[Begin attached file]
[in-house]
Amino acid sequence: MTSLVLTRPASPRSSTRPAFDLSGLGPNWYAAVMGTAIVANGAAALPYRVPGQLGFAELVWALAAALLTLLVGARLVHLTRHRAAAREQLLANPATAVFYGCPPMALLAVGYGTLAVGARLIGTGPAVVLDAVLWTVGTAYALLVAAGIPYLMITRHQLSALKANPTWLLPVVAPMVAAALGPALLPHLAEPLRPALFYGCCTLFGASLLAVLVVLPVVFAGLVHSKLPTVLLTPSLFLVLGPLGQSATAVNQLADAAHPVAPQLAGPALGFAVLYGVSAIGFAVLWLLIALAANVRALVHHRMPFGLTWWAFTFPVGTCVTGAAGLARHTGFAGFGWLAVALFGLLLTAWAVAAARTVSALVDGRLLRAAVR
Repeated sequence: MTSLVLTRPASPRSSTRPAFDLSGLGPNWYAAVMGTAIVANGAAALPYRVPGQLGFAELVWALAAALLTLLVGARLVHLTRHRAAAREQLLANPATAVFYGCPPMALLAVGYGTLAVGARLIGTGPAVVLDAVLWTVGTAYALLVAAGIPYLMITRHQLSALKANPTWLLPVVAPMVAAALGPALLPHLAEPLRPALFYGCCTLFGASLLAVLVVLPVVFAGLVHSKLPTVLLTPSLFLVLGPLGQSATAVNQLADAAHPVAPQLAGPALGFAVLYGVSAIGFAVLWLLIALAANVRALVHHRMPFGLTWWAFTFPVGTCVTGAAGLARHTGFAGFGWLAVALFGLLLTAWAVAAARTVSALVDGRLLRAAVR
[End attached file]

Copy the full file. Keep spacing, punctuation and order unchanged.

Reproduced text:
[in-house]
Amino acid sequence: MTSLVLTRPASPRSSTRPAFDLSGLGPNWYAAVMGTAIVANGAAALPYRVPGQLGFAELVWALAAALLTLLVGARLVHLTRHRAAAREQLLANPATAVFYGCPPMALLAVGYGTLAVGARLIGTGPAVVLDAVLWTVGTAYALLVAAGIPYLMITRHQLSALKANPTWLLPVVAPMVAAALGPALLPHLAEPLRPALFYGCCTLFGASLLAVLVVLPVVFAGLVHSKLPTVLLTPSLFLVLGPLGQSATAVNQLADAAHPVAPQLAGPALGFAVLYGVSAIGFAVLWLLIALAANVRALVHHRMPFGLTWWAFTFPVGTCVTGAAGLARHTGFAGFGWLAVALFGLLLTAWAVAAARTVSALVDGRLLRAAVR
Repeated sequence: MTSLVLTRPASPRSSTRPAFDLSGLGPNWYAAVMGTAIVANGAAALPYRVPGQLGFAELVWALAAALLTLLVGARLVHLTRHRAAAREQLLANPATAVFYGCPPMALLAVGYGTLAVGARLIGTGPAVVLDAVLWTVGTAYALLVAAGIPYLMITRHQLSALKANPTWLLPVVAPMVAAALGPALLPHLAEPLRPALFYGCCTLFGASLLAVLVVLPVVFAGLVHSKLPTVLLTPSLFLVLGPLGQSATAVNQLADAAHPVAPQLAGPALGFAVLYGVSAIGFAVLWLLIALAANVRALVHHRMPFGLTWWAFTFPVGTCVTGAAGLARHTGFAGFGWLAVALFGLLLTAWAVAAARTVSALVDGRLLRAAVR